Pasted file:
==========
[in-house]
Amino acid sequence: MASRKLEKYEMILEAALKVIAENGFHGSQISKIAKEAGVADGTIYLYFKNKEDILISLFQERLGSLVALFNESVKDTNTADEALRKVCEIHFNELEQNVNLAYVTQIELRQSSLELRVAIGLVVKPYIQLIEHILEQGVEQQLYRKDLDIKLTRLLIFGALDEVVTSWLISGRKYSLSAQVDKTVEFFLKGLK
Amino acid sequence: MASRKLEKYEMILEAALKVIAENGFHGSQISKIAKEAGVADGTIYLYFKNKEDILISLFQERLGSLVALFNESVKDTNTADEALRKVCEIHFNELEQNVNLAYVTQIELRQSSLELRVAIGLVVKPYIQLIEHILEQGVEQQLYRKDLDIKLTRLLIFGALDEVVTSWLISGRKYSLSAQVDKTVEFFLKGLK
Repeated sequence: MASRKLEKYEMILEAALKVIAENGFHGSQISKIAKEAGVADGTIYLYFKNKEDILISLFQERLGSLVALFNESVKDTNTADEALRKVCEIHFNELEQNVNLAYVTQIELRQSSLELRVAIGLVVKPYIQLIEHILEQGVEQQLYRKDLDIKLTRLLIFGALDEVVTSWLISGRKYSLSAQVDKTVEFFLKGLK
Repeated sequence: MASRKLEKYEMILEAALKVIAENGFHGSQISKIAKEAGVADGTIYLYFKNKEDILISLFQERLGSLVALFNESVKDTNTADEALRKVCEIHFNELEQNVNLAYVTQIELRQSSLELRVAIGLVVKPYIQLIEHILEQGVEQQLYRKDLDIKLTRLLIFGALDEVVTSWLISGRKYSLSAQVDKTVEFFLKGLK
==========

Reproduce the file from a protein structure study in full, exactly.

[in-house]
Amino acid sequence: MASRKLEKYEMILEAALKVIAENGFHGSQISKIAKEAGVADGTIYLYFKNKEDILISLFQERLGSLVALFNESVKDTNTADEALRKVCEIHFNELEQNVNLAYVTQIELRQSSLELRVAIGLVVKPYIQLIEHILEQGVEQQLYRKDLDIKLTRLLIFGALDEVVTSWLISGRKYSLSAQVDKTVEFFLKGLK
Amino acid sequence: MASRKLEKYEMILEAALKVIAENGFHGSQISKIAKEAGVADGTIYLYFKNKEDILISLFQERLGSLVALFNESVKDTNTADEALRKVCEIHFNELEQNVNLAYVTQIELRQSSLELRVAIGLVVKPYIQLIEHILEQGVEQQLYRKDLDIKLTRLLIFGALDEVVTSWLISGRKYSLSAQVDKTVEFFLKGLK
Repeated sequence: MASRKLEKYEMILEAALKVIAENGFHGSQISKIAKEAGVADGTIYLYFKNKEDILISLFQERLGSLVALFNESVKDTNTADEALRKVCEIHFNELEQNVNLAYVTQIELRQSSLELRVAIGLVVKPYIQLIEHILEQGVEQQLYRKDLDIKLTRLLIFGALDEVVTSWLISGRKYSLSAQVDKTVEFFLKGLK
Repeated sequence: MASRKLEKYEMILEAALKVIAENGFHGSQISKIAKEAGVADGTIYLYFKNKEDILISLFQERLGSLVALFNESVKDTNTADEALRKVCEIHFNELEQNVNLAYVTQIELRQSSLELRVAIGLVVKPYIQLIEHILEQGVEQQLYRKDLDIKLTRLLIFGALDEVVTSWLISGRKYSLSAQVDKTVEFFLKGLK